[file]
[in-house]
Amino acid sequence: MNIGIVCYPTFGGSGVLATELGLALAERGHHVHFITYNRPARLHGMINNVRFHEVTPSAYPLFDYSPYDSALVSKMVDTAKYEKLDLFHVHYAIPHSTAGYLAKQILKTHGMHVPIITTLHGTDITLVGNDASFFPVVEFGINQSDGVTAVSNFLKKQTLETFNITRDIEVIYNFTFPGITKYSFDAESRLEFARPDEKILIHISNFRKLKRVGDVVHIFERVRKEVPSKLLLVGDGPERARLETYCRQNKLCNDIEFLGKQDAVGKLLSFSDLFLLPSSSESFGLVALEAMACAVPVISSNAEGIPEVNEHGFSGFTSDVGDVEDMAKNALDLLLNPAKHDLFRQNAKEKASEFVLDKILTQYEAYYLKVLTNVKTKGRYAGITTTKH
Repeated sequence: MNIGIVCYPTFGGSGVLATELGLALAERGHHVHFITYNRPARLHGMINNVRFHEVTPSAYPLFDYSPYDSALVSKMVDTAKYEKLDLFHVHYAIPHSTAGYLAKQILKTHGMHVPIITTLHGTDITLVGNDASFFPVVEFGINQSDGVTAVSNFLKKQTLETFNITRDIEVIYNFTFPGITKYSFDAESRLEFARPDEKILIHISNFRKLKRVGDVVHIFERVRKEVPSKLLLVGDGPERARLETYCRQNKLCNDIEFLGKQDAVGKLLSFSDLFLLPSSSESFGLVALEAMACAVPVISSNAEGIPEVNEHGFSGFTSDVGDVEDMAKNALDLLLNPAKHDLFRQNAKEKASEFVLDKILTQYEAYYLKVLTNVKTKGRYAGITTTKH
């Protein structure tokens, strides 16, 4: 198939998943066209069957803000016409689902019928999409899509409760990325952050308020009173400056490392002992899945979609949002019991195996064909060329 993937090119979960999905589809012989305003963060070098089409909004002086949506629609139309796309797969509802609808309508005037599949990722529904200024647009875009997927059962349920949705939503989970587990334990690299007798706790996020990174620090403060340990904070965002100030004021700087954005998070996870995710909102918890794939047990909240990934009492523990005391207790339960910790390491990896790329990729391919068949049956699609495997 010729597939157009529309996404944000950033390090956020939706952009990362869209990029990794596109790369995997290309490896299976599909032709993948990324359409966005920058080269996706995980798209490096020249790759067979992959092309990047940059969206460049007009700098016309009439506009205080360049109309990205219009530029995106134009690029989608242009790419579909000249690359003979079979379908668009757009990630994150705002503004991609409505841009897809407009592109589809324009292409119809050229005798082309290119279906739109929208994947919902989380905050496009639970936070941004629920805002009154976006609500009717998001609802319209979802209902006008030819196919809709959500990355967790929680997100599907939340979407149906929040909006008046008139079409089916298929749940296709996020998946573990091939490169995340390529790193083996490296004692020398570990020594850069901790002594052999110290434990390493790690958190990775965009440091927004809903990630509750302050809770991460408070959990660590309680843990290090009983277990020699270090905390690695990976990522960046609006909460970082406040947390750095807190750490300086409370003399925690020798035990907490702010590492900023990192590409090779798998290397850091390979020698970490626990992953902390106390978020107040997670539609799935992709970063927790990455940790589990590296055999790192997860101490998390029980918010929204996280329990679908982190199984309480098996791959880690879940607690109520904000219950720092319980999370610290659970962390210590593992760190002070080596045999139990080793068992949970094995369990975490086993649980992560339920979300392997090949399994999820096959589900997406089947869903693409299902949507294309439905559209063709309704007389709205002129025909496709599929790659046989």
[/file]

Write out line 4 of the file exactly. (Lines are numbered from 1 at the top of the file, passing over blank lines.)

């Protein structure tokens, strides 16, 4: 198939998943066209069957803000016409689902019928999409899509409760990325952050308020009173400056490392002992899945979609949002019991195996064909060329 993937090119979960999905589809012989305003963060070098089409909004002086949506629609139309796309797969509802609808309508005037599949990722529904200024647009875009997927059962349920949705939503989970587990334990690299007798706790996020990174620090403060340990904070965002100030004021700087954005998070996870995710909102918890794939047990909240990934009492523990005391207790339960910790390491990896790329990729391919068949049956699609495997 010729597939157009529309996404944000950033390090956020939706952009990362869209990029990794596109790369995997290309490896299976599909032709993948990324359409966005920058080269996706995980798209490096020249790759067979992959092309990047940059969206460049007009700098016309009439506009205080360049109309990205219009530029995106134009690029989608242009790419579909000249690359003979079979379908668009757009990630994150705002503004991609409505841009897809407009592109589809324009292409119809050229005798082309290119279906739109929208994947919902989380905050496009639970936070941004629920805002009154976006609500009717998001609802319209979802209902006008030819196919809709959500990355967790929680997100599907939340979407149906929040909006008046008139079409089916298929749940296709996020998946573990091939490169995340390529790193083996490296004692020398570990020594850069901790002594052999110290434990390493790690958190990775965009440091927004809903990630509750302050809770991460408070959990660590309680843990290090009983277990020699270090905390690695990976990522960046609006909460970082406040947390750095807190750490300086409370003399925690020798035990907490702010590492900023990192590409090779798998290397850091390979020698970490626990992953902390106390978020107040997670539609799935992709970063927790990455940790589990590296055999790192997860101490998390029980918010929204996280329990679908982190199984309480098996791959880690879940607690109520904000219950720092319980999370610290659970962390210590593992760190002070080596045999139990080793068992949970094995369990975490086993649980992560339920979300392997090949399994999820096959589900997406089947869903693409299902949507294309439905559209063709309704007389709205002129025909496709599929790659046989």